Bluetooth is a wireless communication protocol developed in 1998. It simplifies the transfer of files, photos and docs for low peripheral devices such as cell phones, PDA’s and mobile computers over a small range of distance. Bluetooth technology has revolutionized wireless communications between devices with its simple and ubiquitous features.
However, unfortunately, Bluetooth technology has increased the security concern for individual data. Here are the different hacking techniques that attackers can leverage to compromise your Bluetooth and steal your sensitive data.
Bluebugging - It is often caused due to a lack of awareness when a user sets by default the Bluetooth in discoverable mode. It allows an attacker to take over a mobile phone and listen to conversations, enable call forwarding and send messages.
Bluejacking - This is a practice of sending an unsolicited message of nearby Bluetooth devices. This type of attack is often executed using texts. However, the attackers can also use images or sounds to launch the attack. Bluejacking is relatively harmless but does some confusion when users start receiving messages.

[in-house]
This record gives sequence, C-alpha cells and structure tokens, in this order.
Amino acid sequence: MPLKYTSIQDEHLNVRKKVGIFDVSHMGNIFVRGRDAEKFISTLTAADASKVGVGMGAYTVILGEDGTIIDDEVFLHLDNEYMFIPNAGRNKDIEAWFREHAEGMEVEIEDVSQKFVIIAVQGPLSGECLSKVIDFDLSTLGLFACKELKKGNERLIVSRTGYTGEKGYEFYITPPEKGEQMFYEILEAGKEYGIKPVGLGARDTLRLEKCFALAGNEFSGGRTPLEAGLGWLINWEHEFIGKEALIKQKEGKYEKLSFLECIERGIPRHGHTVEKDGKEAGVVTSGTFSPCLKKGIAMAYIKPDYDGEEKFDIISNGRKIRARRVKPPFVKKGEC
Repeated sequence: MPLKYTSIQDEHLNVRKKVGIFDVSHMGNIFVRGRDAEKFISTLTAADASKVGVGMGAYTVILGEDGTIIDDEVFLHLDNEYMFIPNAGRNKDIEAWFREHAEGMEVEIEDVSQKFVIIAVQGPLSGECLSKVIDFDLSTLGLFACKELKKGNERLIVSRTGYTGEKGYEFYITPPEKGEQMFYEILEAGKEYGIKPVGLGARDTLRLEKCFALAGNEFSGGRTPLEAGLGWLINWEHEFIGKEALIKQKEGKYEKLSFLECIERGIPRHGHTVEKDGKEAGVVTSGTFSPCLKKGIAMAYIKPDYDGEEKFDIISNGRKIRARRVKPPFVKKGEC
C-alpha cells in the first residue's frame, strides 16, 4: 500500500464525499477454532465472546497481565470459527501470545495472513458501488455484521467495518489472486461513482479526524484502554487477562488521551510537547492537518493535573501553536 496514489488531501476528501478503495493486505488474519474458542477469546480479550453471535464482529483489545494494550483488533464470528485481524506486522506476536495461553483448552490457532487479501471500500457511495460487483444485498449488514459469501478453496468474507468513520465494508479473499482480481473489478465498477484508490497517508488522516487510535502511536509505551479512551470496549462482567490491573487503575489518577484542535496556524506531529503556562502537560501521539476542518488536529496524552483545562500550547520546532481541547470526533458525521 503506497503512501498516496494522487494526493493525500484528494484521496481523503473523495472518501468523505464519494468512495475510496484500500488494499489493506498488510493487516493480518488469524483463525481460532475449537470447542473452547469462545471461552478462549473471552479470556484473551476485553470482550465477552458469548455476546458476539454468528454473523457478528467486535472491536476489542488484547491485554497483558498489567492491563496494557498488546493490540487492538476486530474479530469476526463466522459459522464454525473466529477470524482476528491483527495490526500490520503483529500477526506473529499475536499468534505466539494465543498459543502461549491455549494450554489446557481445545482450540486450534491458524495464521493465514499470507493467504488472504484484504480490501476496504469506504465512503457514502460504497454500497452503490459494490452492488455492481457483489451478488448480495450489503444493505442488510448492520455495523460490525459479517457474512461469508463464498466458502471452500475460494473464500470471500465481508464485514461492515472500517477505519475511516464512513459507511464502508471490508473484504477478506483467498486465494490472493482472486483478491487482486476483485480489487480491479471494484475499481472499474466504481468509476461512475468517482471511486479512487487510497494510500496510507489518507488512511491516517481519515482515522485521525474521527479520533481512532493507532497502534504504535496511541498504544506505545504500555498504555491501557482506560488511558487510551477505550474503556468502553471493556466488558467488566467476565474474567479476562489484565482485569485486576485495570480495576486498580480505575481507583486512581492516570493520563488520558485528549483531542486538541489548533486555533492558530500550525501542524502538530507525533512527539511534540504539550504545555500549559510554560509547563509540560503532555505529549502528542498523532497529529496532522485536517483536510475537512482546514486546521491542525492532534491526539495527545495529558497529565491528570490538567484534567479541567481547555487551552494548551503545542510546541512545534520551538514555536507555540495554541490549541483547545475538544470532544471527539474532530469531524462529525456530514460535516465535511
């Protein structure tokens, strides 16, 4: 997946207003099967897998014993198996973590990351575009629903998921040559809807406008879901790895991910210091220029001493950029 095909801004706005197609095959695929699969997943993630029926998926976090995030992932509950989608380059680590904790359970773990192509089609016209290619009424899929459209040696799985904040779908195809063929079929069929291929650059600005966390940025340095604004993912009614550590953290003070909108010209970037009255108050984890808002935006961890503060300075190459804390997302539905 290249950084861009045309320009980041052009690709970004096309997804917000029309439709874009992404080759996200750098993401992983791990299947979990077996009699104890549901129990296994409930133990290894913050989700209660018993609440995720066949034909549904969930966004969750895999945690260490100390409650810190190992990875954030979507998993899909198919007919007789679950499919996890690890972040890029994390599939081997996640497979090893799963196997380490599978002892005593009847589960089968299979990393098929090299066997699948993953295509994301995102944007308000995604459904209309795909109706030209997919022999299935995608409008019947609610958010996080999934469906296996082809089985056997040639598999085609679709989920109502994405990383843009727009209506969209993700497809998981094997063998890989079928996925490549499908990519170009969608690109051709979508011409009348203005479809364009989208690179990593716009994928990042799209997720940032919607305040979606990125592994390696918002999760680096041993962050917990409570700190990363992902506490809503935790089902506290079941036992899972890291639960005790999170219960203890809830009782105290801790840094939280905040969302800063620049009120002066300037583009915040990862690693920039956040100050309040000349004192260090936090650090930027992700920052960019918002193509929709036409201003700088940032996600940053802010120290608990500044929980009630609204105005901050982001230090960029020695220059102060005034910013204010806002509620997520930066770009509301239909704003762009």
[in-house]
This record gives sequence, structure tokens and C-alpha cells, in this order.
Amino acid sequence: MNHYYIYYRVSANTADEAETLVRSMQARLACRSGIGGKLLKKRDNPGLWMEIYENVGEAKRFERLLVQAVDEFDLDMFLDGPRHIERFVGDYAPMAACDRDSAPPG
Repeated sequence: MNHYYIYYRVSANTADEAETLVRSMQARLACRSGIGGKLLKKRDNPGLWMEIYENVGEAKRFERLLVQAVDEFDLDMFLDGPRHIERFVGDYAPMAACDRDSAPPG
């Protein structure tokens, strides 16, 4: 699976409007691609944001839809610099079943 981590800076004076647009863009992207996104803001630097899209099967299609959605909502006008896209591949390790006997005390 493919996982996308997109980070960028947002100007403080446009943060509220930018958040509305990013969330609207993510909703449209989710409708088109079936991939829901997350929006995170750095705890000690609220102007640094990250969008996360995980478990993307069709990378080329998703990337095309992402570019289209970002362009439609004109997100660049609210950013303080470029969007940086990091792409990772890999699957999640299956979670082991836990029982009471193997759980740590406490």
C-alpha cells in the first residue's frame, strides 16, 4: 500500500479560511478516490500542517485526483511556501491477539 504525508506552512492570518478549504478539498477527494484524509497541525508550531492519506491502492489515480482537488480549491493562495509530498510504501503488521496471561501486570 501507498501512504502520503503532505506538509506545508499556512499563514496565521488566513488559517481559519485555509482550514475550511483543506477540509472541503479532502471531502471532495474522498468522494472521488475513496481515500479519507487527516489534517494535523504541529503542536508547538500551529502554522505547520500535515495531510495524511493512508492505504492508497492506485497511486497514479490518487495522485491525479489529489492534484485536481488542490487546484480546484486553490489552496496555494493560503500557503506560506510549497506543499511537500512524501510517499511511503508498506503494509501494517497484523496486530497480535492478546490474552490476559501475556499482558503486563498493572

Bluesnarfing - Any unauthorized access to or theft of information from a wireless device through Bluetooth connection is Bluesnarfing. Attackers use tools such as hcitool and obexftp to exploit a vulnerability in the Bluetooth and can access information such as the user's calendar, contact list, and e-mail and text messages.
Btlejacking - Btlejacking, a new form of Bluetooth attack vector was disclosed in August 2018 by Damien Cauquil, head of research and development at Digital Security at a DefCon conference in Las Vegas. This new technique could allow attackers to jam and takeover any Bluetooth Low Energy device. It relies on the jamming vulnerability tracked as CVE-2018-7252 and affects BLE devices with versions 4.0, 4.1, 4.2 and 5. In order to exploit the flaw, the attacker should be within 5 meters.
Apart from attack techniques, threat actors can also leverage vulnerabilities in Bluetooth implementations to gain access to victims’ devices. Some of the known vulnerabilities are BlueBorne - discovered in 2017 - and Bleedingbit - uncovered in 2018.